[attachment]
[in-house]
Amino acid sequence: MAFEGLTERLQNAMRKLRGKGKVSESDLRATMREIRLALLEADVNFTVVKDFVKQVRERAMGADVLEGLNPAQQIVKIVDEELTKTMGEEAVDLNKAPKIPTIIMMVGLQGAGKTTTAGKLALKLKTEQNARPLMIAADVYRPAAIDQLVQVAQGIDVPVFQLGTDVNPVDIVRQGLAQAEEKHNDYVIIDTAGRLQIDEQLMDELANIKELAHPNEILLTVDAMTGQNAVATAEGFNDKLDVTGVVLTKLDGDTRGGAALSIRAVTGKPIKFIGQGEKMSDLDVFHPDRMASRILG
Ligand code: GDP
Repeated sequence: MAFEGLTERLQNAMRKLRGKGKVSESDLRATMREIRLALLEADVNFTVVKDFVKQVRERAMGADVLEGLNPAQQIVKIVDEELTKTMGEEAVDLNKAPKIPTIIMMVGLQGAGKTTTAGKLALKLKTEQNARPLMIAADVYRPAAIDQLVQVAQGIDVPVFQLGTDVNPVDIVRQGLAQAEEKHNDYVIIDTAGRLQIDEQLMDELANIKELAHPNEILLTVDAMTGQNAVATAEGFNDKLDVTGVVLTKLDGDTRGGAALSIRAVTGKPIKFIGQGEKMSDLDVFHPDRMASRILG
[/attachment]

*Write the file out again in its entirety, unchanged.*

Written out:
[in-house]
Amino acid sequence: MAFEGLTERLQNAMRKLRGKGKVSESDLRATMREIRLALLEADVNFTVVKDFVKQVRERAMGADVLEGLNPAQQIVKIVDEELTKTMGEEAVDLNKAPKIPTIIMMVGLQGAGKTTTAGKLALKLKTEQNARPLMIAADVYRPAAIDQLVQVAQGIDVPVFQLGTDVNPVDIVRQGLAQAEEKHNDYVIIDTAGRLQIDEQLMDELANIKELAHPNEILLTVDAMTGQNAVATAEGFNDKLDVTGVVLTKLDGDTRGGAALSIRAVTGKPIKFIGQGEKMSDLDVFHPDRMASRILG
Ligand code: GDP
Repeated sequence: MAFEGLTERLQNAMRKLRGKGKVSESDLRATMREIRLALLEADVNFTVVKDFVKQVRERAMGADVLEGLNPAQQIVKIVDEELTKTMGEEAVDLNKAPKIPTIIMMVGLQGAGKTTTAGKLALKLKTEQNARPLMIAADVYRPAAIDQLVQVAQGIDVPVFQLGTDVNPVDIVRQGLAQAEEKHNDYVIIDTAGRLQIDEQLMDELANIKELAHPNEILLTVDAMTGQNAVATAEGFNDKLDVTGVVLTKLDGDTRGGAALSIRAVTGKPIKFIGQGEKMSDLDVFHPDRMASRILG